So why did so many intelligent people I know abandon those grandeur dreams and settle for bread crumbs?  Getting your paper submitted to a peer-reviewed conference, so that you can pad your CV with another publication, is incommensurable with the dreams you once had.  The publication of today is the A+ of yesteryear, and it is just way too easy for us, intellectuals, to stay comfortable with those A's, without asking for more.  But robots need us, CVPR papers won't assemble themselves into intelligent machines.

But the deadline is over, and now its time to relax.  If my rant did not make sense to you, then I envy you.  I have to move on to more positive things -- I need to finish reading Pinker's Blank Slate, read some more Wittgenstein (and fully assimilate his criticism of Augustine's theory of language-acquisition), waste two days playing with the Riemann Zeta function (because the Basel problem was only the beginning), play some guitar, etc.

Wednesday, August 25, 2010

Multifaceted Knowledge Representation: Ideas from Marvin Minsky

"I think a key to AI is the need for several representations of the knowledge, such that when the system is stuck (using one representation) it can jump to use another. When David Marr at MIT moved into computer vision, he generated a lot of excitement, but he hit up against the problem of knowledge representation; he had no good representations for knowledge in his vision systems." -- Marvin Minsky

Check out the full interview with Marvin Minsky here -- a must read for anybody serious about building intelligent machines!  This interview appears to be a part of a larger volume: Hal's Legacy.

I believe that in order to make the enterprise of computer vision of success, we must seriously broaden our outlook on the problem.  Are we seriously expecting algorithms to delineate object boundaries from real images based on statistics of patch descriptors without any sort of model of the world?

I don't know about you, but I seriously want to build intelligent machines.  I don't think there will ever be any sort of low-level SIFT-esque algorithm that "solves vision."  It is a much grander picture of intelligence that I'm really after -- and successful computer vision will be a result(component?) of a higher-level intelligent machine.  Machines need to know about a whole lot more than is found in a single image -- and the necessary conceptual tools might not be present in the computer vision community.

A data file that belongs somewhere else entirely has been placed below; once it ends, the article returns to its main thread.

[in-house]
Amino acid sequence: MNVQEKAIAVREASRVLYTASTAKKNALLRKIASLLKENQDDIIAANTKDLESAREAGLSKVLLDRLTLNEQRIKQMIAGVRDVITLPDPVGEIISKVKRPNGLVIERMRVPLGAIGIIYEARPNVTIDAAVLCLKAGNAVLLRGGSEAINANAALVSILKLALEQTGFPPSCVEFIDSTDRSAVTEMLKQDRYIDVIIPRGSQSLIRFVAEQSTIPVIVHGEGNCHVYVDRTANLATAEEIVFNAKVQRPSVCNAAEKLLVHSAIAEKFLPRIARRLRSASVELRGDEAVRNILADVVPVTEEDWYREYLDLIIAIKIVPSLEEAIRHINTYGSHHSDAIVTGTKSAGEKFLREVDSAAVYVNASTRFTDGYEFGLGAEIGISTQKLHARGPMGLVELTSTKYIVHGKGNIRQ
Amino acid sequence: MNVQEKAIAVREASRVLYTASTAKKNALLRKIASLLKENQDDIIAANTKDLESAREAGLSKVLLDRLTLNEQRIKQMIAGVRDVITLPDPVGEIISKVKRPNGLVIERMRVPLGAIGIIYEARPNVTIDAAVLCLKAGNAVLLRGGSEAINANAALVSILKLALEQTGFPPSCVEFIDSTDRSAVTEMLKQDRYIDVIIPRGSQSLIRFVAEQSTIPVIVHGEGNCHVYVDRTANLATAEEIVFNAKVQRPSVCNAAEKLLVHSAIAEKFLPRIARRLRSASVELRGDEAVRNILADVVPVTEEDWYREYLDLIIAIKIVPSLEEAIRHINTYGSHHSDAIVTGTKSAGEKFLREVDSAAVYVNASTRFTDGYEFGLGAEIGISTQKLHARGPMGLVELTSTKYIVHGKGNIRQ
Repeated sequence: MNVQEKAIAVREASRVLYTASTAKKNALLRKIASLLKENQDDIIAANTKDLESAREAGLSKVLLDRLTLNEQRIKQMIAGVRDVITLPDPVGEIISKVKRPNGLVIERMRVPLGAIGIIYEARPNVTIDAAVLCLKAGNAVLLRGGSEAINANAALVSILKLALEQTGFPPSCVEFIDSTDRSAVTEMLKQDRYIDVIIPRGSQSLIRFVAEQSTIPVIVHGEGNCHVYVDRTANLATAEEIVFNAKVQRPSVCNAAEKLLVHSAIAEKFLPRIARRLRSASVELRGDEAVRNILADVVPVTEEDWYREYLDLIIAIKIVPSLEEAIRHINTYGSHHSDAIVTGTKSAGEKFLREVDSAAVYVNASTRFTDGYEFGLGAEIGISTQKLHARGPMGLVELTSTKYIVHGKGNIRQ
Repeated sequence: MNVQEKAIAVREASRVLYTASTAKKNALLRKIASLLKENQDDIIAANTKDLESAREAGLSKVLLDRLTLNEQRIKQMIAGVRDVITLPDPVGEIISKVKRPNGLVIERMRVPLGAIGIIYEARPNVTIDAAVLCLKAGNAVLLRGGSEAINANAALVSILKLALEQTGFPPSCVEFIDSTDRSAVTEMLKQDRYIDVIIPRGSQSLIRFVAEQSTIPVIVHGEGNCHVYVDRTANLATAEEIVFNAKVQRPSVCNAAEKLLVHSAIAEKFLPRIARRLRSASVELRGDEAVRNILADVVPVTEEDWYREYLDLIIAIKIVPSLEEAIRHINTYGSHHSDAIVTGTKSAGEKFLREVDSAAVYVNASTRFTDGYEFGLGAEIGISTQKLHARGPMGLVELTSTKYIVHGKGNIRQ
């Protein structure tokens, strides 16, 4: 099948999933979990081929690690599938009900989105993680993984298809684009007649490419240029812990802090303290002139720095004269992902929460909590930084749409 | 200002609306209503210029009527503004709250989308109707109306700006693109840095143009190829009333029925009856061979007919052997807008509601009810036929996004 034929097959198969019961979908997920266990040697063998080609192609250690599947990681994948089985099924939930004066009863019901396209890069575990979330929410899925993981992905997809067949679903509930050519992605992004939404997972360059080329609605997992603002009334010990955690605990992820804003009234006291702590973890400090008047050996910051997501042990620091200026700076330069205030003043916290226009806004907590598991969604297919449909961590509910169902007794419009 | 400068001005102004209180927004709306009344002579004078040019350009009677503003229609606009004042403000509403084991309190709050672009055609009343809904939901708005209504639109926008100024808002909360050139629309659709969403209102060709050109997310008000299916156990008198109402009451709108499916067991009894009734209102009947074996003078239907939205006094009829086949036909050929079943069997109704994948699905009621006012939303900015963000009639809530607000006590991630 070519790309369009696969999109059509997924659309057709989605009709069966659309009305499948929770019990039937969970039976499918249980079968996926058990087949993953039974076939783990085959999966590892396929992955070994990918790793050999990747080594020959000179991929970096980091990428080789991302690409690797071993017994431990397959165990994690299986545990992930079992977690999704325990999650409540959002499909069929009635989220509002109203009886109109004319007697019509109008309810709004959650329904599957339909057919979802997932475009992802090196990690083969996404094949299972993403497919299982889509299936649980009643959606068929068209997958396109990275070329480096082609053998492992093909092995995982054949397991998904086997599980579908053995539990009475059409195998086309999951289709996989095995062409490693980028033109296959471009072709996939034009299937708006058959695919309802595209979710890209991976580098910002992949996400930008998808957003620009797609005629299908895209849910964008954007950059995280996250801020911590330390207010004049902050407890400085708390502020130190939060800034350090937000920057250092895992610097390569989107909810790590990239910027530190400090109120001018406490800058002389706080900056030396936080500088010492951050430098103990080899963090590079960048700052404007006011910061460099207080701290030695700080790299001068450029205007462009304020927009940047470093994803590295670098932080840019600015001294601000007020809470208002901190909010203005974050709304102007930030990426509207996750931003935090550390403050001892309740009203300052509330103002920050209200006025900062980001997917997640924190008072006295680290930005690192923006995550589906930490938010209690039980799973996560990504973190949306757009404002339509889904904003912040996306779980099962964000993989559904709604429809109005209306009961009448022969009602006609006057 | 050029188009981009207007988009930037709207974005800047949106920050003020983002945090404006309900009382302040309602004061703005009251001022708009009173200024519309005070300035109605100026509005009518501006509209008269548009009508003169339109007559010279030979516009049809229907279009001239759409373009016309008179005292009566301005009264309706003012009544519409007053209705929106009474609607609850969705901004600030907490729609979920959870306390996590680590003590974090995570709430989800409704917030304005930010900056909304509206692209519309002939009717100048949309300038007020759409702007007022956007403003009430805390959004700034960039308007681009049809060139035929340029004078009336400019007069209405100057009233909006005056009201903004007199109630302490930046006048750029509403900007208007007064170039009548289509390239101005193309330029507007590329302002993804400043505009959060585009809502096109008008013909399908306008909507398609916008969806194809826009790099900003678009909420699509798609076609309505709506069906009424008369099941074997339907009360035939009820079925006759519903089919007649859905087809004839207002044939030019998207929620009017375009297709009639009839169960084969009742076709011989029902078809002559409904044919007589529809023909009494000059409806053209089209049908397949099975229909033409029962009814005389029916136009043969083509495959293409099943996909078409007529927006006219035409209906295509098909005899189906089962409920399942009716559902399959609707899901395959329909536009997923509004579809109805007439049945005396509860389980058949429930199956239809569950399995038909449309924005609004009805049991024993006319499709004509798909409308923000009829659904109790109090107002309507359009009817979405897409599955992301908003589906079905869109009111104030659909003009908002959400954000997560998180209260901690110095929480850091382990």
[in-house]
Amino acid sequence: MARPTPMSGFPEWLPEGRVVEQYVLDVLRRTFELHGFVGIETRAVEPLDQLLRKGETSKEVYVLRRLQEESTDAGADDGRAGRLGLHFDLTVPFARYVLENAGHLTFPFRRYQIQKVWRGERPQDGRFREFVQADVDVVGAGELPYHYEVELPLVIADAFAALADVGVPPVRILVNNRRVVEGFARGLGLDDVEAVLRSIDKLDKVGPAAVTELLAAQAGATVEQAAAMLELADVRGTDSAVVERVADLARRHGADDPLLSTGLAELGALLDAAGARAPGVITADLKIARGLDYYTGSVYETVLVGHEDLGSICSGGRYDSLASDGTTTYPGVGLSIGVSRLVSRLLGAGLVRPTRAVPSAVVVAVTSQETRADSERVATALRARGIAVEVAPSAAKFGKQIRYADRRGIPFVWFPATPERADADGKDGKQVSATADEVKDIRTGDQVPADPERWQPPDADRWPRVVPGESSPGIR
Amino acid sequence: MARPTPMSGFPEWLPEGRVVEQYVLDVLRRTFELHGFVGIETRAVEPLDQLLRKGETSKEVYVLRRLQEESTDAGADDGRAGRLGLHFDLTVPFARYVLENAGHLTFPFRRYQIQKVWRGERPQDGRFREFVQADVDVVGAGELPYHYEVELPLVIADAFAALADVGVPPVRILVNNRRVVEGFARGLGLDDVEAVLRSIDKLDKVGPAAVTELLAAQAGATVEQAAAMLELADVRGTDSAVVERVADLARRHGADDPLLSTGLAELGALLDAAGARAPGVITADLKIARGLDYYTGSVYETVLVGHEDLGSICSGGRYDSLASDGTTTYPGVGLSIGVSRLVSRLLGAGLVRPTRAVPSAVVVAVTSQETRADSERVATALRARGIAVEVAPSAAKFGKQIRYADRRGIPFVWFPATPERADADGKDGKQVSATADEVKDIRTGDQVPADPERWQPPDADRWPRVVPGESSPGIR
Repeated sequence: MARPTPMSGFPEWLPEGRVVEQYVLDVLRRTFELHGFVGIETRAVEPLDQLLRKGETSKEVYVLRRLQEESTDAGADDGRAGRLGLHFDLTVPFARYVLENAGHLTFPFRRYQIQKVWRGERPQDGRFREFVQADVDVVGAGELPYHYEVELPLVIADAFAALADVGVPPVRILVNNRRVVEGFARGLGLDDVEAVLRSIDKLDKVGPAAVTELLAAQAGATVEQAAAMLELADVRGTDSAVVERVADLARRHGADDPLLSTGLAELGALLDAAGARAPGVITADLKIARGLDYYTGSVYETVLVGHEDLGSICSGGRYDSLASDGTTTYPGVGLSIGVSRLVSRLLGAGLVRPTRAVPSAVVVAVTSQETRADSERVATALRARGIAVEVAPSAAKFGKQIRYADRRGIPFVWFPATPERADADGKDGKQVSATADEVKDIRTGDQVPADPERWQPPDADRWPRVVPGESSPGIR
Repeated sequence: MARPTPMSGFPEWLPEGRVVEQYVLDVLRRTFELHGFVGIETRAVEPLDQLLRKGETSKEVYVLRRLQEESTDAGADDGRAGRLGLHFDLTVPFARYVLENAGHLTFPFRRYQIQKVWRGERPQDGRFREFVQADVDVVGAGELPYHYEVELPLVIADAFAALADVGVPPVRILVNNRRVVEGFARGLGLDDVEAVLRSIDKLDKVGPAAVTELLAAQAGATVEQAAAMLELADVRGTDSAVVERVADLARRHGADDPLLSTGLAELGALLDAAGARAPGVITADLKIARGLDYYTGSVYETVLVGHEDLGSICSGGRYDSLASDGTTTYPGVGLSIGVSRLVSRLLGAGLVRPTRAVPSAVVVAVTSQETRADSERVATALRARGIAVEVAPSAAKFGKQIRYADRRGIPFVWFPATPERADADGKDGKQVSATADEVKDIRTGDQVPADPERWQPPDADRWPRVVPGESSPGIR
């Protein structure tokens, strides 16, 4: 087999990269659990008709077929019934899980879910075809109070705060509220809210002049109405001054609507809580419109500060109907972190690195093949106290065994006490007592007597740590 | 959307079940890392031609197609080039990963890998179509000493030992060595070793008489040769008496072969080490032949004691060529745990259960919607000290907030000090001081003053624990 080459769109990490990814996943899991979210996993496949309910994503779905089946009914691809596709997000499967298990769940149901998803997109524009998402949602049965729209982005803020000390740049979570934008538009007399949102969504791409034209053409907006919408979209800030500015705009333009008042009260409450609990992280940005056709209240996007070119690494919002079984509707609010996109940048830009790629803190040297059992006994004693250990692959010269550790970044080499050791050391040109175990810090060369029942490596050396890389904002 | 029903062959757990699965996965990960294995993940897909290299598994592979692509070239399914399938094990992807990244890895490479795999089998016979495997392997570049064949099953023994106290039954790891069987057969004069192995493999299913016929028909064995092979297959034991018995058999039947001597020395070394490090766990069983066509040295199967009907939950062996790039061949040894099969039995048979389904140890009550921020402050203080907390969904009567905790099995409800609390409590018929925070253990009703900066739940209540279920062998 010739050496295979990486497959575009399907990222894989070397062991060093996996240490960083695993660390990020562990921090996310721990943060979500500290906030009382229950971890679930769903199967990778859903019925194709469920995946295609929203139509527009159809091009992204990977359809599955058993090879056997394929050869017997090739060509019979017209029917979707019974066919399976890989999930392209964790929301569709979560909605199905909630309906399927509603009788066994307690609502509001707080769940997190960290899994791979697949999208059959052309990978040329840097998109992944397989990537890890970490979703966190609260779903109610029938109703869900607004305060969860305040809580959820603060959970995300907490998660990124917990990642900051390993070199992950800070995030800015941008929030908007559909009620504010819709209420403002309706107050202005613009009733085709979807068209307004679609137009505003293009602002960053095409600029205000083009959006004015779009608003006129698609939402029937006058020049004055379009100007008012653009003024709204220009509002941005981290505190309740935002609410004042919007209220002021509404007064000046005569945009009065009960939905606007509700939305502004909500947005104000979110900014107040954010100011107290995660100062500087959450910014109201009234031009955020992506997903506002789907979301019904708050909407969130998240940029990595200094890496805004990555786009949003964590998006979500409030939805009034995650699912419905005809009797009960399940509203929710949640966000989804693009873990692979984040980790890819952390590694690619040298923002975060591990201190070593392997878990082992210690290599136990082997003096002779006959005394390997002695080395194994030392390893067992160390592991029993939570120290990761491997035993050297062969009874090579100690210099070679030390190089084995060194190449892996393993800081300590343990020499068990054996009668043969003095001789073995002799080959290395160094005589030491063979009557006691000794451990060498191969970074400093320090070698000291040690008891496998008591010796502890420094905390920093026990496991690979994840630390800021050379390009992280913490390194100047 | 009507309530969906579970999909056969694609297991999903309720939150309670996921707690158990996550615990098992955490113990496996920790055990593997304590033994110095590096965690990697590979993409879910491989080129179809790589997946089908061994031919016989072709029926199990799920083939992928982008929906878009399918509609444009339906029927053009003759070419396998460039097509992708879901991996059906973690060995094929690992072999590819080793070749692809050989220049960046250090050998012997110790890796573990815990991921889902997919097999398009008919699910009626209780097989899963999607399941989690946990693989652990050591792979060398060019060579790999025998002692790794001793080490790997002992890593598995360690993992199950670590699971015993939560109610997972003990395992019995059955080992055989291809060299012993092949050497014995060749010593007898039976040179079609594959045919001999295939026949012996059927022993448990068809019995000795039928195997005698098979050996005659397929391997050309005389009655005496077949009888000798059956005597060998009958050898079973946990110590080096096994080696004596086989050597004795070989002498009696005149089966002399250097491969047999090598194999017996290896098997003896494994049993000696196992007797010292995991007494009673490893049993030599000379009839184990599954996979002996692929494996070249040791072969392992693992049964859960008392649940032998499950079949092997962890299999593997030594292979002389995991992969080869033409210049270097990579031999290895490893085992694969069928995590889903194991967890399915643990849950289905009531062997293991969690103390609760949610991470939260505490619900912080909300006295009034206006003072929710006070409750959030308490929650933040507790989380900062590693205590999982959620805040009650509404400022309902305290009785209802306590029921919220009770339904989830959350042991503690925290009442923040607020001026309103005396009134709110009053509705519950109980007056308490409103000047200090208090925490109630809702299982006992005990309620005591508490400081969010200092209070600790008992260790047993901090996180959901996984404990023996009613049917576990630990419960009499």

A recurring theme in my blog is my belief that we must become renaissance men -- a unison of *nix hackers, vision scientists, cognitive scientists, philosophers, athletes, machine learning scientists, skilled orators, and much more -- if we are to have any hope of chiseling away at the problem of computational intelligence.  Minsky was a pioneer of computational intelligence, and his words revitalize my own research efforts in this direction.

Monday, August 23, 2010

Beyond pixel-wise labeling: Blocks World Revisited

"Thoughts without content are empty, intuitions without concepts are blind." -- Immanuel Kant 

The Holy Grail problem of computer vision research is general-purpose image understanding.  Given as input a digital image (perhaps from Flickr or from Google Image search), we want to recognize the depicted objects (cars, dogs, sheep, Macbook Pros), their functional properties (which of the depicted objects are suitable for sitting), and recover the underlying geometry and spatial relations (which objects are lying on the desk). 

The early days of vision were dominated via the "Image Understanding as Inverse Optics" mentality.  In order to make the problem easier, as well as to cope with the meager computational resources of the 60s, early computer vision researchers tried to recover the 3D geometry of simple scenes consisting of arrangements of blocks.  One of the earlier efforts in this direction, is the PhD thesis Machine Perception of Three-Dimensional Solids by Larry Roberts from MIT back in 1963.

But wait -- these block-worlds are unlike anything found in the real world!  The drastic divide between the imagery that vision researchers were studying in the 60s and what humans observe during their daily experiences ultimately led to the disappearance of block-worlds in computer vision research.

Image Parsing Concept Image from Computer Blindness Blog

Over the past couple of decades, we have seen the success of Machine Learning, and it is of no surprise that we are currently living in the "Image Understanding as statistical inference" era.  While a single 256x256 grayscale image might have been okay to use in the 1960s, today's computer vision researchers use powerful computer clusters and do serious heavy-lifting on millions of real-world megapixel images.  The man-made blocks-world of the 1960s is a thing of the past, and the variety found on random images downloaded from Flickr is the complexity we must now cope with.